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The Daily Wildcat

The Daily Wildcat

 

Facebook users not as sexy and cool as you’d think

College students have mastered the art of scrolling through their Facebook News Feed faster than Busta Rhymes can utter the word “”status.”” It is almost sick how anxious we feel at the sight of the little red box with a double-digit number or a particular name under the “”Friends Online”” list. In fact, it is becoming a huge problem.

The anxious, butterflies-in-the-stomach, blood rush-to-the-head feeling some people experience from Facebook has turned into an up-and-coming epidemic: Facebook depression. The desperate attempts of some FB users to make their lives seem marvelous are actually bringing people down.

A Stanford University researcher examined people’s reactions after looking at other people’s attractive photos and cheerful status updates, and noticed that people felt unhappier after doing so. By overestimating how happy other people are, they felt unhappier about their own lives.

The study, which didn’t explicitly examine Facebook but would apply to social networking if its conclusions were accurate, found that the two groups most vulnerable to this are younger teen girls and housewives, but UA students need to be aware. Word of advice, if you are single, staring at your dream significant other’s “”in a relationship”” status will make you extremely prone to this diagnosis.

There is another side to this problem though: the instigators. Yeah, people use their small ounce of publicity via statuses and photo albums to make their lives seem as crazy, sexy and cool as possible. Word of advice, if you are actually crazy, sexy or cool, people are not going to be waiting for your next post, they will actually be hanging out with you.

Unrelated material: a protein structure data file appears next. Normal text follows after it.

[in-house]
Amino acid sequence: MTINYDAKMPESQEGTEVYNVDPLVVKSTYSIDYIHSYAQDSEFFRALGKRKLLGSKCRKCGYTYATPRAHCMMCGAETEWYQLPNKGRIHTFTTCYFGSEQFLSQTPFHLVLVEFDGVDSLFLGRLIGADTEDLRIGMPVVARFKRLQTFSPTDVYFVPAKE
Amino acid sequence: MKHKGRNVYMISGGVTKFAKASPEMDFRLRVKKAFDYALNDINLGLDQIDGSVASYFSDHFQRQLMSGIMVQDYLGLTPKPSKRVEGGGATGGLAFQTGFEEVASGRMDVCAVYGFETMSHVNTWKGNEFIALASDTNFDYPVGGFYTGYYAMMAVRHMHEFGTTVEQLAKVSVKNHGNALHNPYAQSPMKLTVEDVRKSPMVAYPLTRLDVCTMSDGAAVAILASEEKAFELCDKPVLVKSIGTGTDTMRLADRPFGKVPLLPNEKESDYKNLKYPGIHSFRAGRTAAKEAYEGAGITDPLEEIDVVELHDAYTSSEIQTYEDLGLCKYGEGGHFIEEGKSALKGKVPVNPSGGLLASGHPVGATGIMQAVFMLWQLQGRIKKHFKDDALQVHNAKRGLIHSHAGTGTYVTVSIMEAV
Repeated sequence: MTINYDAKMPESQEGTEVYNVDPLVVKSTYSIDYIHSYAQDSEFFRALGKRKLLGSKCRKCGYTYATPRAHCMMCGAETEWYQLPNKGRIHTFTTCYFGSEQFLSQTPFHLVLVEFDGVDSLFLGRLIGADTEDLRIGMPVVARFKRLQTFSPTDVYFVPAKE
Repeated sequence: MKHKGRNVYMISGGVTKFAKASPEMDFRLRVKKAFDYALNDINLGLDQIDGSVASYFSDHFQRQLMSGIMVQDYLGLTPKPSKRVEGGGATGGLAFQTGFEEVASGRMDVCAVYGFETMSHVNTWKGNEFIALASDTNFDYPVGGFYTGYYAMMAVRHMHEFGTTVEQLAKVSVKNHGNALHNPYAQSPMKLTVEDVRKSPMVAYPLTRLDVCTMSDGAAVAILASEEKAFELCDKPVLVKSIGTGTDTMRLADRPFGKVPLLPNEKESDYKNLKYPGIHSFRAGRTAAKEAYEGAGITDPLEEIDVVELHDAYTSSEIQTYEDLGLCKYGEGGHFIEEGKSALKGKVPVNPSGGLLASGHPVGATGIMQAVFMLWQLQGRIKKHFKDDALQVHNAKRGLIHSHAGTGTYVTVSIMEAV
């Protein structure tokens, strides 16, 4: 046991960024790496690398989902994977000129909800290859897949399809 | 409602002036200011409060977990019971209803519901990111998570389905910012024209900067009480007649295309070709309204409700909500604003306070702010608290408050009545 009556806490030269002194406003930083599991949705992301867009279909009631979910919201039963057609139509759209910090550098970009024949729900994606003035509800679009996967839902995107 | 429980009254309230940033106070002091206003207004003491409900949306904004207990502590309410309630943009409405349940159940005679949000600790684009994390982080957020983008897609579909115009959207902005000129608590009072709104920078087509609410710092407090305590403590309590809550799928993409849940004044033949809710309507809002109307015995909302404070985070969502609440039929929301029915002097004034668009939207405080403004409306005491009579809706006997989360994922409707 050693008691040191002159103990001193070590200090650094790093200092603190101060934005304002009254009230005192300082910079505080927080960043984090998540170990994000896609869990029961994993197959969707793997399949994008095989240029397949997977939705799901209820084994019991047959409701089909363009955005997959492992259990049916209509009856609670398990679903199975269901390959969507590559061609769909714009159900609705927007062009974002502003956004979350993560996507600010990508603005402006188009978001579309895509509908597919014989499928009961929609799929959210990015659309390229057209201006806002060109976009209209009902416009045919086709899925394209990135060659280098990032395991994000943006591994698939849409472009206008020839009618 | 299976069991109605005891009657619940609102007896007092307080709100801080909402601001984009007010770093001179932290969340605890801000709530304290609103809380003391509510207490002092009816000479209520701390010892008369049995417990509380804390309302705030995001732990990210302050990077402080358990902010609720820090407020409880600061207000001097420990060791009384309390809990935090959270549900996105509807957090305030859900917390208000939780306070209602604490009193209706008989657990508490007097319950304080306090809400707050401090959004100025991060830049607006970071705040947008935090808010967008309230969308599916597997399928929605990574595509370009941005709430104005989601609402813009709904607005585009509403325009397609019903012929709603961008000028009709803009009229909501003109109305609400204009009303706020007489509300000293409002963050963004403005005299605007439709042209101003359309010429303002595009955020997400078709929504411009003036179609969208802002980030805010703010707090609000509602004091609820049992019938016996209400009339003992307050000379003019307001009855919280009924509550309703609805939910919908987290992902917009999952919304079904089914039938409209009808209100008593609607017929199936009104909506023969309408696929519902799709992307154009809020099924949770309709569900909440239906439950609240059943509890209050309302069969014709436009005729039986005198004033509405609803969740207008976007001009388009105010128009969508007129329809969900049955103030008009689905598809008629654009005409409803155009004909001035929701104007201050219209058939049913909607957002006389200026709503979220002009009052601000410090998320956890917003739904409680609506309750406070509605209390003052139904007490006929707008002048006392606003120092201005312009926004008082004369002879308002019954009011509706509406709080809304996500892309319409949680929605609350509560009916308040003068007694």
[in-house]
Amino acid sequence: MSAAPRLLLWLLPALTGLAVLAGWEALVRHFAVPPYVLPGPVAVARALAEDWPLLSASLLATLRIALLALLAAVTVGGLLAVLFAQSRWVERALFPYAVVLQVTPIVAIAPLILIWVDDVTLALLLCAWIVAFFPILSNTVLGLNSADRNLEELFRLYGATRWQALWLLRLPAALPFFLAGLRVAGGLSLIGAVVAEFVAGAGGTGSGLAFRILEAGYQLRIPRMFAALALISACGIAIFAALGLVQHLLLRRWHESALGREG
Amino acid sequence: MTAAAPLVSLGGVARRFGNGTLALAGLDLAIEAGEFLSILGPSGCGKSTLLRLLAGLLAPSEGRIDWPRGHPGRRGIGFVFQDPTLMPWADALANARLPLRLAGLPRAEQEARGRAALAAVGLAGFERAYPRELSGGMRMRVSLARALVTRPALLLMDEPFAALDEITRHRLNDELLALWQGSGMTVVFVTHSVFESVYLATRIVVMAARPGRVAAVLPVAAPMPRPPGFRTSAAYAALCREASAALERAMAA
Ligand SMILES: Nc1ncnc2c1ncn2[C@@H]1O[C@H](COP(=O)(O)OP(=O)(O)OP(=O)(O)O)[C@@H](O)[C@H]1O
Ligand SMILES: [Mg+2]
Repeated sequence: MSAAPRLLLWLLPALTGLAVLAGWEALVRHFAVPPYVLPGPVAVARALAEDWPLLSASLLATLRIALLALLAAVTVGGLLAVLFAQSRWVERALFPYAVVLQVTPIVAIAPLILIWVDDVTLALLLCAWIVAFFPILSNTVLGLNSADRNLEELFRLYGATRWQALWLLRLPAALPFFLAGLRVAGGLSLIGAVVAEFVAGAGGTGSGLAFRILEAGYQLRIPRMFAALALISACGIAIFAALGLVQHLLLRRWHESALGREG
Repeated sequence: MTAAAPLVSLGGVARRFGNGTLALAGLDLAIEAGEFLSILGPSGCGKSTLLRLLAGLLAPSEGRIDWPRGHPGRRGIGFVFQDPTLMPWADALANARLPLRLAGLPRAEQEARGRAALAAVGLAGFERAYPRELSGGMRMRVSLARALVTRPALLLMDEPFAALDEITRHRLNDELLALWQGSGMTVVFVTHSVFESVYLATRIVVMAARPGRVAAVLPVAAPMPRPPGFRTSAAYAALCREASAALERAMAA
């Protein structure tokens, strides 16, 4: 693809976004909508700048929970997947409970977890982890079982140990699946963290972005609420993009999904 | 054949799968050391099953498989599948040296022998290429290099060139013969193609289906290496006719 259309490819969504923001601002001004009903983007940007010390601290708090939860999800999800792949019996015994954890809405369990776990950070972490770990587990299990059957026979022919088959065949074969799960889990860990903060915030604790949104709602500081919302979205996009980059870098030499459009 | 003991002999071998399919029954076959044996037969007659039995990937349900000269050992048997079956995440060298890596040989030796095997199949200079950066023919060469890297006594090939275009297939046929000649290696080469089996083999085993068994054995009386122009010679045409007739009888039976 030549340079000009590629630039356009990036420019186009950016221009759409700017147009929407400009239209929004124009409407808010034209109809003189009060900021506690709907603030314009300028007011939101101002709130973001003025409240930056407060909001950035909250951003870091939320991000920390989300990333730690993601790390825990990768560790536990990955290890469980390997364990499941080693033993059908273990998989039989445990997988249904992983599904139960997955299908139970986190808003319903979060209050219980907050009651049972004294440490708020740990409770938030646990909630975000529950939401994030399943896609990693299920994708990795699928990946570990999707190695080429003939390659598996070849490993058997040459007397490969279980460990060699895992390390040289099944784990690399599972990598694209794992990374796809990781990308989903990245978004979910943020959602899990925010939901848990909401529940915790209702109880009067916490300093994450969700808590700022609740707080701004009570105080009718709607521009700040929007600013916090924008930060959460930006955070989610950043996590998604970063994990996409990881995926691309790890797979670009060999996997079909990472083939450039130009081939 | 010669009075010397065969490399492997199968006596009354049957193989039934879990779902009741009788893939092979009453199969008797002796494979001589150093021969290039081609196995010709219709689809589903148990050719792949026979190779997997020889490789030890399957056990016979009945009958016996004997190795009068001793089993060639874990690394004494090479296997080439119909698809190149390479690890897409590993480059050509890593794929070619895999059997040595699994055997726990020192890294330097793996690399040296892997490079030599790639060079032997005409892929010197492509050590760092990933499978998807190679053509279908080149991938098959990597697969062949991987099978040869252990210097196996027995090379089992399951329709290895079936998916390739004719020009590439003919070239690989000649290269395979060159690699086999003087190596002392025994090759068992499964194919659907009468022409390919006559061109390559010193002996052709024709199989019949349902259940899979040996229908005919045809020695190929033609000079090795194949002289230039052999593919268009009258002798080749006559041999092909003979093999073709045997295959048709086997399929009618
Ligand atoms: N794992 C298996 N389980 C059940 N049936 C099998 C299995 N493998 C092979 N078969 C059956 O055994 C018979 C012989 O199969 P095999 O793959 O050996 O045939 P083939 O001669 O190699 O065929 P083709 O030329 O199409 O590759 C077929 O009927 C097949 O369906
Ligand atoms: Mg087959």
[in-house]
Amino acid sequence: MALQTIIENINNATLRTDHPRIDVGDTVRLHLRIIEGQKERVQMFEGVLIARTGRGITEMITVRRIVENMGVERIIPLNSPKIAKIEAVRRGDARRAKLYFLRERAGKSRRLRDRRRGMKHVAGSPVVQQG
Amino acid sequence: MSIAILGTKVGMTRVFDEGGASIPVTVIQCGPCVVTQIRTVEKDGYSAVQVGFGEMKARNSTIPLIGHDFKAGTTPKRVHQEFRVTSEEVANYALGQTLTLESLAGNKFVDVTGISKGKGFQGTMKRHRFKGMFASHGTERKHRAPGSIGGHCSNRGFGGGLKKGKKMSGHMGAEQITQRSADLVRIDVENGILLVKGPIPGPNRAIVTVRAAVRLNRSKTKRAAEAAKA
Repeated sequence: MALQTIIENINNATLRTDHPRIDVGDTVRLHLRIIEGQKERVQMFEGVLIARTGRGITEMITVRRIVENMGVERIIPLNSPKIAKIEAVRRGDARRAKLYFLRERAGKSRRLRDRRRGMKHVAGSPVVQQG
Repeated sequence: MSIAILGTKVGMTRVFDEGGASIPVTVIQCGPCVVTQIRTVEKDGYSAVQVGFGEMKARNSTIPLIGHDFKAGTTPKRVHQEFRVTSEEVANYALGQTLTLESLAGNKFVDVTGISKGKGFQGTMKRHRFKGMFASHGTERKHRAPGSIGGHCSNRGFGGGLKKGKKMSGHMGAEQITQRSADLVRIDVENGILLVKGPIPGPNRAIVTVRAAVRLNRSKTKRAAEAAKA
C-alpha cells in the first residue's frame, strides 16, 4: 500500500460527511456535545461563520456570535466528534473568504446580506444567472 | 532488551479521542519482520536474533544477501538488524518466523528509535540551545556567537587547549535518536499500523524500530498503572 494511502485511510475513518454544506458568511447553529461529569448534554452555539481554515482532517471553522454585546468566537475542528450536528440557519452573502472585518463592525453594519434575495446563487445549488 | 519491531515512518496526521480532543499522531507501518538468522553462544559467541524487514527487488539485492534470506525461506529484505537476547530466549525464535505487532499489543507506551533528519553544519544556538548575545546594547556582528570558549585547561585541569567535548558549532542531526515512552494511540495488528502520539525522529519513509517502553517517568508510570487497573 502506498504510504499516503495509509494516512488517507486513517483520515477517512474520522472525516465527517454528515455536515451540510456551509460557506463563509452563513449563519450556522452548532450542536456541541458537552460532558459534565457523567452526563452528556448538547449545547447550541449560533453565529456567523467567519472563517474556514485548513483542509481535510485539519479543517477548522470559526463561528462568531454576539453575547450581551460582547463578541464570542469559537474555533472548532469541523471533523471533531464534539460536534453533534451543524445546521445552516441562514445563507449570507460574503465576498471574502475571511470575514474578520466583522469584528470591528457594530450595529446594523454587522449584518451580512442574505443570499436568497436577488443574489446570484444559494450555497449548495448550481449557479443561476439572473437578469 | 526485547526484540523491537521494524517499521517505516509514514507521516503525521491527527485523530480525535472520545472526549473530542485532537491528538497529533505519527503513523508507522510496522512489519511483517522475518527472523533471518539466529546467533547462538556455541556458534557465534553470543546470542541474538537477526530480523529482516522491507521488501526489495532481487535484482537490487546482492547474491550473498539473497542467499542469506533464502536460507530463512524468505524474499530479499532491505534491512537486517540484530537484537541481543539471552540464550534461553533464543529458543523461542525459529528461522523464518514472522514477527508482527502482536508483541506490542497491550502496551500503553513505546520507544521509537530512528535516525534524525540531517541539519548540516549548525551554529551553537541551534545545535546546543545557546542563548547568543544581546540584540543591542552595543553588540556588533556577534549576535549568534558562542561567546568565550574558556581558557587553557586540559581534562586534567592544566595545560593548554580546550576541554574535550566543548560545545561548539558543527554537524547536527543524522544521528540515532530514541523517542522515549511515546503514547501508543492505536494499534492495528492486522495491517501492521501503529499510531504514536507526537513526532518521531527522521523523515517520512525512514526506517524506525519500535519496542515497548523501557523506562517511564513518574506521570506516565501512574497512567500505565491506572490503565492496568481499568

Thankfully, the majority of the UA student body has the freedom to do as it pleases, seeing as (most of us) live without curfews and rules. This eliminates the many Friday and Saturday nights we used to spend scrolling up and down through our News Feed while grounded in high school. Being the extremely mature adolescent I now am, I can admit to being grounded several weekends, including junior year prom, when I may have been depressed by Facebook. “”Hummer limo to tha Ritz!”” was undeniably awful reading material for a hormonal teen stuck at home during prom weekend.

Facebook may be the only forum of expression some people have, but it should not be a place to deal with psychological tribulations. I know there’s nothing more satisfying than posting a status that you know will make your ex experience a hernia, but people should refrain from turning their frown upside down with a Prozac just because of dramatic posts.

The next time you are about to update the 800-1000 people who have access to your personal life, consider the vulnerable lurkers you may be putting at risk for Facebook depression. For the sake of humanity, we should be modest in how amazing we portray our lives to be.

 

— Caroline Nachazel is a sophomore studying journalism and communication. She can be reached at letters@wildcat.arizona.edu.

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